A seagull plunked a white gift on the dock railing near where the Soupster rested his arm – a near miss. “If humans could take a cue from the seabirds and be that casual about our process of elimination…” the Soupster thought out loud.
“Then there would be no “American Idol” or “Survivor,” said Sarah, stepping to the scene.
“Fine day,” the Soupster answered in greeting. “Whatsoever bringeth Miss Sarah harborward?”
Sarah laughed. “I was looking at boats to buy. I’ve got the boat bug.”
“Hole in the water where you throw money,” cautioned the Soupster. “And that’s after you throw a big wad to begin with.”
“I know, I know, she said. “I thought I had figured out how to beat that first part through magic, but it just didn’t work out.”
“Magic?” asked the Soupster, definitely interested.
“Well, positive thinking anyway,” Sarah said. “My crazy friend Ward got this book about positive thinking and he went around thinking positively about everything.”
“Oh, I definitely couldn’t do that,” said the Soupster, conscious of the depths of his cynicism.
“Ward appointed himself my fitness coach,” she continued. “My mental fitness coach.”
“It started with me wanting to lose five pounds to win a bet with my buddy, Jill,” Sarah said. “This was last winter and losing even five pounds is hard. Ward told me to imagine myself in a size 12 dress, so I did. I even went down to Lincoln Street and held a few up in the mirror and just ignored the stuff leaking out from the sides.”
“But it worked!,” she said to the Soupster’s questioning glance. “Then I told Ward I was getting behind on my bills and he said to imagine going up to my boss and asking for a raise. So I did that day and night for a month. And my boss just gave it to me, I didn’t even have to ask!”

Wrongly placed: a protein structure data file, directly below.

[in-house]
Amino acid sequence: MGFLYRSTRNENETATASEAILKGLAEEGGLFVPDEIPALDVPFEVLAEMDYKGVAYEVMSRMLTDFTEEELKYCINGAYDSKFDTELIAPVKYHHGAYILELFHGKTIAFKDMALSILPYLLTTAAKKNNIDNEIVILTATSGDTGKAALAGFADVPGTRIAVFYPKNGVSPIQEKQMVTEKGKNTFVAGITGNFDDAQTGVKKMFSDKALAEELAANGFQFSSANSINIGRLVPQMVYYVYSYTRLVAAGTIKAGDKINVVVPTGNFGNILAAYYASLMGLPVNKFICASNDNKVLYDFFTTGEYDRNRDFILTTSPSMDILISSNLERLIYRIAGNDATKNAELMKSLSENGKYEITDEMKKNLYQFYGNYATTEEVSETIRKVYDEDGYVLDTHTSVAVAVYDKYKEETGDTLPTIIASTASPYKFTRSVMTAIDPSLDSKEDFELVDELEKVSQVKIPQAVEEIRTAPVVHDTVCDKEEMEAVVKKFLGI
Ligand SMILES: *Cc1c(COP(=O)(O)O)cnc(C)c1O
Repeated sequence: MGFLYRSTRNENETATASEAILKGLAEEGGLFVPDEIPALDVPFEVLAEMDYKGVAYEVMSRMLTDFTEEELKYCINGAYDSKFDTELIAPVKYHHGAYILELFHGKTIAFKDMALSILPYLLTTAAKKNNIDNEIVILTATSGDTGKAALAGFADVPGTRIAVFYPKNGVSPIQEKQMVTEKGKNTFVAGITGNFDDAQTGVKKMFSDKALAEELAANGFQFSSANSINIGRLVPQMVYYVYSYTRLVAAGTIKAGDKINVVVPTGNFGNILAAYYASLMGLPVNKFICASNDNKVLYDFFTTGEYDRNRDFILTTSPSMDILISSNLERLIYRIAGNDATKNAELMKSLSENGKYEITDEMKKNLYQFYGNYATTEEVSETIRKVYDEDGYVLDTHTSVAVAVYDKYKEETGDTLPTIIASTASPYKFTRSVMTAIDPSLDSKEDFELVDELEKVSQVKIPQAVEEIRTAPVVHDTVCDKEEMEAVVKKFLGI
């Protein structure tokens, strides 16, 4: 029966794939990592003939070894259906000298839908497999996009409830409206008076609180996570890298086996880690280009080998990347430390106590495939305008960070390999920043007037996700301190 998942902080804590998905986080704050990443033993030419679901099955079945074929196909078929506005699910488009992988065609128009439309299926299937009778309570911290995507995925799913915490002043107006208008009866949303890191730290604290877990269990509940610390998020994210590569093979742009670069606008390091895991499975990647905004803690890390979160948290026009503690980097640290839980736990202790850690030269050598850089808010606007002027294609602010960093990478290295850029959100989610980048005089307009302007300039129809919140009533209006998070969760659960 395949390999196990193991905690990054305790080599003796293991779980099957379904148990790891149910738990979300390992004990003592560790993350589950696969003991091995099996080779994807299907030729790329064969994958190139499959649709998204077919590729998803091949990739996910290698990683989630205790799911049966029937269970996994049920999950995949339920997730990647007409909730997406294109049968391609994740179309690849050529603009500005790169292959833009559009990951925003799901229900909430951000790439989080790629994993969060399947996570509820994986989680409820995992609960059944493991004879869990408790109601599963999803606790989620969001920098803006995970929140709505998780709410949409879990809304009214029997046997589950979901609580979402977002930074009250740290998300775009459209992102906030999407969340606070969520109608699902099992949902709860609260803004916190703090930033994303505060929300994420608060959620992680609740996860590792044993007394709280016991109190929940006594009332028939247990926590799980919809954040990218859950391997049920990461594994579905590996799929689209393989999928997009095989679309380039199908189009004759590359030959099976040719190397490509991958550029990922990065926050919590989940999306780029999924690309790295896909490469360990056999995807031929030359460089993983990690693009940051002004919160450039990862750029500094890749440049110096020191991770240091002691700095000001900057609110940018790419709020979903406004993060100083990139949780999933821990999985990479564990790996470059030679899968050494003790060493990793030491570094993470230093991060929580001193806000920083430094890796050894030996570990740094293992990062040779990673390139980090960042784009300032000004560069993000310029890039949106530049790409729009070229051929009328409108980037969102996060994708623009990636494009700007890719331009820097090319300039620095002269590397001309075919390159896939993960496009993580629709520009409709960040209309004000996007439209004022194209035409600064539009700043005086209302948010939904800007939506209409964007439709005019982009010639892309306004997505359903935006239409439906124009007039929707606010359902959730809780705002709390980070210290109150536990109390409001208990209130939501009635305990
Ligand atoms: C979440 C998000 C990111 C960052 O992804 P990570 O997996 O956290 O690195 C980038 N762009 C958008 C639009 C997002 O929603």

“What about the boat bug?” asked the Soupster.
Here, Sarah chuckled and shook her head. “I told Ward and he had me studying brochures to envision exactly the boat I wanted. I figured 27 feet would be sweet with a forward berth. Good visibility. I wanted to sit up high in the pilothouse and have a stand- up head,”
“Not together!” joked the Soupster.
“Hah,” said Sarah. “Seriously, I named my boat Sarah Too. I imagined going out after work for quick spins. Picnics on islands, Fresh salmon steaks. Rocking to sleep on a gentle tide.”
“And one day, there was Sarah Too. The exact boat I had been imagining. Parked on a trailer in my neighbor’s driveway.”
“What did Ward say?” asked the Soupster.
“He blamed me,” said Sarah. “He said I was supposed to imagine the Sarah Too in my driveway!”
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